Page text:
Entering a Career: Q&A with Dr. Corina Tarnita from the Department of Ecology and Evolutionary Biology
Dr. Corina Tarnita is a professor and mathematical biologist in the Department of Ecology and Evolutionary Biology. I was fortunate enough to have her last fall as my professor for the freshman seminar FRS 191: The Equations of Life. I recently met with her to ask some questions about her background and career.
Daily Princetonian: How would you define mathematical biology?
Corina Tarnita: I would say it’s the use of mathematical tools to explore questions in biology. In my work, I use relatively simple models to try to get at the principles of biological organization.
DP: How did you end up as a mathematical biologist?
CT: I was a math undergrad and then I started my Ph.D. at Harvard in pure math, but at some point I started to feel less happy doing math. I worked in a field that I loved and thought was ideal for me: algebraic geometry. But at some point during my first year of grad school, the problems started to feel so abstract that I felt like I had no intuition about them anymore. My adviser thought I was burnt out, so he advised me to go to the math library and pick out a book that didn’t have to do with any of the math I had done so far. I happened to pick this one book with a colorful cover and the title “Evolutionary Dynamics: The Equations of Life.” It was an amazing book; I couldn’t put it down. Then I realized that the guy who wrote it was a professor at Harvard, and I went to do a project with him for six months. I enjoyed working on the project, but I kept wondering, “Is this fun just because it’s a break and it’s about learning a new use for math, or is it the thing that I’m going to be passionate about forever?” Towards the end of the six months, I started to realize that I was waking up every morning excited to ask questions in this new field. I realized this was it; I switched fields and never looked back.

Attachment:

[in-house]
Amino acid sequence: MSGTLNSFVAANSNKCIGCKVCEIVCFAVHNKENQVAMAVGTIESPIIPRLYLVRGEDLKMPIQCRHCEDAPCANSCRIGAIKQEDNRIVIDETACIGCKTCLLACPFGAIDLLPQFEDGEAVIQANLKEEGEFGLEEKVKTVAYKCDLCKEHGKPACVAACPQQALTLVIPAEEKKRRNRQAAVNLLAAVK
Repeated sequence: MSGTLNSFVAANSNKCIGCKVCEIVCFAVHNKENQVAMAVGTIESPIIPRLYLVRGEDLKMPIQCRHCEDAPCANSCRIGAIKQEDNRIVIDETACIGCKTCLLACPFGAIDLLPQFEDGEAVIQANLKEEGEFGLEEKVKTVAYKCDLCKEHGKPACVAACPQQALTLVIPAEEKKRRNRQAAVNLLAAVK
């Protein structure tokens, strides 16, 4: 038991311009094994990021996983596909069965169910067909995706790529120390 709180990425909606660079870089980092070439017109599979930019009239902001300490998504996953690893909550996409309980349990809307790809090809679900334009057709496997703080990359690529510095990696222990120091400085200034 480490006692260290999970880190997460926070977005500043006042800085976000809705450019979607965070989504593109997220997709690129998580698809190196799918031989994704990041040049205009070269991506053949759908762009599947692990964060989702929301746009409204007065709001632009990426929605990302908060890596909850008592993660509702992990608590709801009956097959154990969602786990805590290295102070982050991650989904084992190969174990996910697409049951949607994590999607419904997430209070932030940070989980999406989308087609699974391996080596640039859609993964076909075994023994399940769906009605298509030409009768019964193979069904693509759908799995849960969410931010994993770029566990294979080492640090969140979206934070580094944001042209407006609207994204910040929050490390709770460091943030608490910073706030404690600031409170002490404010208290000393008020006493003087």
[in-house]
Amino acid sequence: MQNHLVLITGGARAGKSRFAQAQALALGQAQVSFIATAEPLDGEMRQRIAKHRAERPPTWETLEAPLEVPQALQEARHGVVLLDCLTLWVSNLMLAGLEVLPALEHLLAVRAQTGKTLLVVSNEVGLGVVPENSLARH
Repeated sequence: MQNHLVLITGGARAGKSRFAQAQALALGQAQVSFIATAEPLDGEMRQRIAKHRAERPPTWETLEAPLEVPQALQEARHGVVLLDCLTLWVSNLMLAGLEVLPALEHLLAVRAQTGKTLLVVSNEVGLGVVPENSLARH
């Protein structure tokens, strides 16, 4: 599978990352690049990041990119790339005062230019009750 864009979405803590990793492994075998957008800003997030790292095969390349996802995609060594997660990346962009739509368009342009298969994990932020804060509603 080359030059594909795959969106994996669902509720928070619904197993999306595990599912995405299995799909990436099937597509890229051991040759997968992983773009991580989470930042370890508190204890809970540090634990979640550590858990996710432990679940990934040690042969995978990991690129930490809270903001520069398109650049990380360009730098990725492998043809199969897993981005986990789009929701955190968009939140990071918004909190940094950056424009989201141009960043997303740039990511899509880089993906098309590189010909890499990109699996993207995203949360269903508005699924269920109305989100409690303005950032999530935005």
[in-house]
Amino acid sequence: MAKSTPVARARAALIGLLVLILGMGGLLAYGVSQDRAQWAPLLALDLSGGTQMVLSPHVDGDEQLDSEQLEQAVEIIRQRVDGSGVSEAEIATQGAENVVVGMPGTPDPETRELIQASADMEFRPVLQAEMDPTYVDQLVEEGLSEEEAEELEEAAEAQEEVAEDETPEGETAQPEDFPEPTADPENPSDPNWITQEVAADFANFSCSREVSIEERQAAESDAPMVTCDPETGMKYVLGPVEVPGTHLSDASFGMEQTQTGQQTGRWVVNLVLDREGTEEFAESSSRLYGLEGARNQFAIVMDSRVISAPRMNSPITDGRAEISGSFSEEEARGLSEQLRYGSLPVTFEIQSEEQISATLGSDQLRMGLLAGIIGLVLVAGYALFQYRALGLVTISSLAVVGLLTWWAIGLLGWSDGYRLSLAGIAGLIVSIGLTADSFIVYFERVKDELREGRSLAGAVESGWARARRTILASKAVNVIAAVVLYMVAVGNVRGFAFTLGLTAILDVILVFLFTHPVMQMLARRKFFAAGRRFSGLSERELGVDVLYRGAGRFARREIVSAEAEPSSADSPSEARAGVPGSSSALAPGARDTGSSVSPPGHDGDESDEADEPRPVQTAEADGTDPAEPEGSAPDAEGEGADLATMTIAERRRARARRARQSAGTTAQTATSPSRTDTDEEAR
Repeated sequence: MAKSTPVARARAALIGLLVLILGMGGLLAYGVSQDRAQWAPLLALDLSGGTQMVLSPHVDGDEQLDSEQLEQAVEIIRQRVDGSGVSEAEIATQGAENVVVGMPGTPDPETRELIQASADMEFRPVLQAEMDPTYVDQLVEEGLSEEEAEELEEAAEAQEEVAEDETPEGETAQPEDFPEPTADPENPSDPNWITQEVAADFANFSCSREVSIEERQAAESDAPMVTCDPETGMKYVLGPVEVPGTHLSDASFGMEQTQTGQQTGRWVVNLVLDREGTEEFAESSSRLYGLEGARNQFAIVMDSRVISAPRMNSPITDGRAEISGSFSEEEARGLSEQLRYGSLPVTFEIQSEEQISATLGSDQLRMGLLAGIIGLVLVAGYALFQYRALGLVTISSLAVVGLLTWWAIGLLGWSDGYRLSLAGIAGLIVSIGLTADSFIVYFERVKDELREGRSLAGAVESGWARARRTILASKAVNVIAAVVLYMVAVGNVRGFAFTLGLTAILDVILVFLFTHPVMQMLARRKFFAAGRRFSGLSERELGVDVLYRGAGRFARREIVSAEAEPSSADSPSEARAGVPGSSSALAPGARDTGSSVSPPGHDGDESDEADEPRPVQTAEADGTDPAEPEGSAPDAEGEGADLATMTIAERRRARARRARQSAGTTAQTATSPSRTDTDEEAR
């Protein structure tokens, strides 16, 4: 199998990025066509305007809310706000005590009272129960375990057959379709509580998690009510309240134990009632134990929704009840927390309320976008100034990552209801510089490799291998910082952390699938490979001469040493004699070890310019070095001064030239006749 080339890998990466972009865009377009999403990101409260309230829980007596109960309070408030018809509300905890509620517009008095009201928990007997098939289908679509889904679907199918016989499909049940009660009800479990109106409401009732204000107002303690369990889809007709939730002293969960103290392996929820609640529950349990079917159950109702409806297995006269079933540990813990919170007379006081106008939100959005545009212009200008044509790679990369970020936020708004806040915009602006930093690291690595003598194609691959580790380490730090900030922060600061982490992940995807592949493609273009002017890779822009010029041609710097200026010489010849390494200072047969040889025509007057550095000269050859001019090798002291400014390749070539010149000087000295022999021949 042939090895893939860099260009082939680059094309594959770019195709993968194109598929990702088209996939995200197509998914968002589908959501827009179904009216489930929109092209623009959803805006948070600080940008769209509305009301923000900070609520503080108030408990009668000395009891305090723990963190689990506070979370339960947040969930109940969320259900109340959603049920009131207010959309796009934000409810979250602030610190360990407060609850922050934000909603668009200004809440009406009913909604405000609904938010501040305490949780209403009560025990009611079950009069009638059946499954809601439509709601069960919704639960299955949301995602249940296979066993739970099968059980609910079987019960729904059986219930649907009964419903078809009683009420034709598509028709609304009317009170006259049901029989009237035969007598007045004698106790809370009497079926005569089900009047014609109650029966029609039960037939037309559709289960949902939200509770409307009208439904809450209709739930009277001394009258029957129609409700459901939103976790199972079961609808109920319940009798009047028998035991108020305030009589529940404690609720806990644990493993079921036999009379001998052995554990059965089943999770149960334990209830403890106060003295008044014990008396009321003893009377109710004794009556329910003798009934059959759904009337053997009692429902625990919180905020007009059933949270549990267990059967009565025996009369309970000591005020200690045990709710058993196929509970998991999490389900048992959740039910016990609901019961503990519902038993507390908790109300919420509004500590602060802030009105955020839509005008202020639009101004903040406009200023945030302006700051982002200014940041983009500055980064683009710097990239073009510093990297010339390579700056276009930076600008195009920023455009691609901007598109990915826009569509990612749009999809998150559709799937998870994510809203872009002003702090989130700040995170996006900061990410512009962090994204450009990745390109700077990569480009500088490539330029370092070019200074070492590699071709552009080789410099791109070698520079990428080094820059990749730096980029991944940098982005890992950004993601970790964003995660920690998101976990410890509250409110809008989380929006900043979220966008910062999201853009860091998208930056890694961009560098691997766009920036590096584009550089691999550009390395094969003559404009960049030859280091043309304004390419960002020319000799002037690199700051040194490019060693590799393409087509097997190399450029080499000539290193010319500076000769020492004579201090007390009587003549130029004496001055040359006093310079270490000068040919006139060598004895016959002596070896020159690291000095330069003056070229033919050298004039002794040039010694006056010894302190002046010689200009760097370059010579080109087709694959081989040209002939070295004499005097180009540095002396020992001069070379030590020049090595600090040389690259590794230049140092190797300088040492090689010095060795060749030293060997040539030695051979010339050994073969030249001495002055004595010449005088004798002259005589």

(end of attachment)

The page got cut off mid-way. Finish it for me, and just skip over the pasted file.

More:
DP: How did you end up at Princeton?
CT: In 2009 I started to work with the naturalist E. O. Wilson on a model to explain the evolution of the complex social behavior seen in ants, known as eusociality. It was the first time that I had interacted closely with an empirical biologist, and the extraordinary stories he was telling made me realize that I really wanted to be a biologist. At around the same time I met Rob Pringle, now my colleague in EEB at Princeton. We started to work on a model of species interactions inspired by his work in Africa, but he felt that the questions I kept asking him were too abstract and would never have come up had I actually known the system. So he and I went to Kenya to see the system first hand, and that was an extraordinary and life-changing experience. I immediately felt an incredible connection with this beautiful place and an urge to understand it. A year later, as my fellowship at Harvard was winding down and I was trying to decide what kind of departments I should apply to, I met my now-colleague Simon Levin at a conference. Knowing that he also had a Ph.D. in math but was a theoretical ecologist, I asked him how to make the decision. His answer was a question: “What kind of scientists would you like to interact with every day?” I suddenly felt clarity that it was biologists, because hearing about their work and their systems had always been the biggest source of creativity for me. He then said, “Well, since that’s the answer, you should know that we’re advertising an open position at Princeton; why don’t you apply for it?” So I applied, and that’s how I got here.